Ackley admitted he was surprised, pleasantly so, when the club signed Cano. Now he knows exactly where he'll compete this spring, and he was already in the outfield Saturday, shagging balls as teammates hit batting practice.
"Yeah, it definitely does help," Ackley said. "Knowing second base is kind of off limits right now definitely gives you peace of mind that, well, I'll be in the outfield. So it's a good thing.
"I'd already kind of focused on the outfield anyway. I still have second base in the back of my mind, just because you never know what could happen. Injuries, or [Cano] gets a day off or DHs, I still have to be ready at any time. So I definitely still have that in the back of my mind. But for sure, the outfield is top priority, no question. Center, left, I'll be ready for wherever they want me to be."
Ackley spent the offseason hitting and throwing in his own indoor facility on his 140-acre property in Lapeer, Mich., with an extra focus on preparing his throwing arm more for outfield work.
He and his wife rented an RV last week and drove from Michigan to Arizona with their two dogs, spending five days visiting relatives and seeing the country before settling in for the long haul of the baseball season.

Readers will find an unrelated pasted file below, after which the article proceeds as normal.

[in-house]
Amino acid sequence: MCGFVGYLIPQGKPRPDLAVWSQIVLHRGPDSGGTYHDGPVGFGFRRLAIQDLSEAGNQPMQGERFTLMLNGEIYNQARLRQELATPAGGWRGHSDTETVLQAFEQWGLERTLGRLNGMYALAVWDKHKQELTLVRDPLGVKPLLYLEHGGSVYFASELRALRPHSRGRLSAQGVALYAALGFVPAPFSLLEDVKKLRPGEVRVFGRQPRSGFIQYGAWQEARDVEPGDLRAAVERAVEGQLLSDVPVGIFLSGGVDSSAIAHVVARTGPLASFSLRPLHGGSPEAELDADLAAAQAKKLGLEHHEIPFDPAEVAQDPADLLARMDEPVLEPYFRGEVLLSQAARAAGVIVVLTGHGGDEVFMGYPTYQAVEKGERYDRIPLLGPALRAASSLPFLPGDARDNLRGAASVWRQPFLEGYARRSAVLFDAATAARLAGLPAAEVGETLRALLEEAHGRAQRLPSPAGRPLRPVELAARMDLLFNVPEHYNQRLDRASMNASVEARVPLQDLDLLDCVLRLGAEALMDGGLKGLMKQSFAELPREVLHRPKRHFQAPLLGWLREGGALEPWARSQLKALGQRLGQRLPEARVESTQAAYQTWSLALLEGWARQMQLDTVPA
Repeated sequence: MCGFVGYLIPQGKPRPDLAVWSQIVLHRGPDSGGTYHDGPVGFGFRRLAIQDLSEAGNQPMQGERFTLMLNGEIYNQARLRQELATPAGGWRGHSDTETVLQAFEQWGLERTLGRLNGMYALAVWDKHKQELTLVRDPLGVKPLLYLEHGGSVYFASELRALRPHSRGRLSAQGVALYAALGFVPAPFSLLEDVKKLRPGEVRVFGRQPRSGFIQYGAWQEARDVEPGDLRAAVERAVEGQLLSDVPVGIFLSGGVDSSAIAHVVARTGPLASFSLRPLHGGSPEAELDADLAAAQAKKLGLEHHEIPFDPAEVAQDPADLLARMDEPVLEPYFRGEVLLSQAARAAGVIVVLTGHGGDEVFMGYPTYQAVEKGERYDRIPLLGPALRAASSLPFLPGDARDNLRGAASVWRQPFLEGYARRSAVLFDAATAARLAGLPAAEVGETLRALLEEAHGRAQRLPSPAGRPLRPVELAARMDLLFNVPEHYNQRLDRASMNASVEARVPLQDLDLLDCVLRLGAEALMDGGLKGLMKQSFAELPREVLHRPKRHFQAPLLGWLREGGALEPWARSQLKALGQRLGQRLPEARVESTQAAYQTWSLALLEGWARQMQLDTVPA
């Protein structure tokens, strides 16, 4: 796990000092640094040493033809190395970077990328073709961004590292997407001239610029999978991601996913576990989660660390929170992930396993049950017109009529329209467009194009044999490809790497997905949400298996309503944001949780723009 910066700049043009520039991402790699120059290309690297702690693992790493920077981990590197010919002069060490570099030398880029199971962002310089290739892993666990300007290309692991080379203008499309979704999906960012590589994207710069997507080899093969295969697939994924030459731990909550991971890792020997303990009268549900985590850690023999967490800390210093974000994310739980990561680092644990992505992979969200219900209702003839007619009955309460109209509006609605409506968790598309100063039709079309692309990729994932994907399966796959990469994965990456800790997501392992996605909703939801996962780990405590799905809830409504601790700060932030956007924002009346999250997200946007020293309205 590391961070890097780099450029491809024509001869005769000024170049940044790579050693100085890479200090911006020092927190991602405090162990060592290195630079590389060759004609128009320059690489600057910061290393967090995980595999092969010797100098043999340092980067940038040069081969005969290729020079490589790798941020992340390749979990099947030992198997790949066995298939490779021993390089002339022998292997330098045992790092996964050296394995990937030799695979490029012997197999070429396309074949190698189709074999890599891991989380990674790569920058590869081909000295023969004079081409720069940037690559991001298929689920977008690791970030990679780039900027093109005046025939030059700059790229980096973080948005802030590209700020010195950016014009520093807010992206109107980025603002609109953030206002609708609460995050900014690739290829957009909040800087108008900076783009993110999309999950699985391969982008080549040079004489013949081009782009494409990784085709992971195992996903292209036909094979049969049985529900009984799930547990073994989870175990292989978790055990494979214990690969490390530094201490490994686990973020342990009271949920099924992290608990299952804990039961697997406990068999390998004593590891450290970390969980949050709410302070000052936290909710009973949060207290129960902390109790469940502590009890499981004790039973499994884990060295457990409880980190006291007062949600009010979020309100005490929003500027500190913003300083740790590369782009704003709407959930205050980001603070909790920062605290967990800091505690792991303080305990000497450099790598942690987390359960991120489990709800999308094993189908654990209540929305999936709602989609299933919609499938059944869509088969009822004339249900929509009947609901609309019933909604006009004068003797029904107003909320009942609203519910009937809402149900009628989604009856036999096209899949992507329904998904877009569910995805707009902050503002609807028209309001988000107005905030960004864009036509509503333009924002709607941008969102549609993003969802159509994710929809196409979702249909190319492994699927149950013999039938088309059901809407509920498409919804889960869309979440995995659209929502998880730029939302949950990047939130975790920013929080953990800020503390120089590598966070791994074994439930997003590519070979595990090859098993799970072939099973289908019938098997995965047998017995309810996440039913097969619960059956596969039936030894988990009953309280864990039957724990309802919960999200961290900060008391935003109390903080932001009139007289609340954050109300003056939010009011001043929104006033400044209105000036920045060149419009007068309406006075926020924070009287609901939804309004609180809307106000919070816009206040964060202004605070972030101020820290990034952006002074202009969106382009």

After leading the Mariners with a .304 batting average after the All-Star break, the 25-year-old -- he turns 26 on Feb. 26 -- just wants to keep that momentum rolling into the new season.
"I'm ready," he said. "I've been looking forward to this, for sure. It seemed like the offseason just flew by. No surgeries during the offseason, no delays getting working out or anything. I feel as ready as I've ever been."
With Ackley's arrival, the only players on the 40-man roster who are not in camp yet are Cano, Nick Franklin and outfielder Abraham Almonte. Position players don't officially report for physicals until Monday, and the first full-squad workout is Tuesday.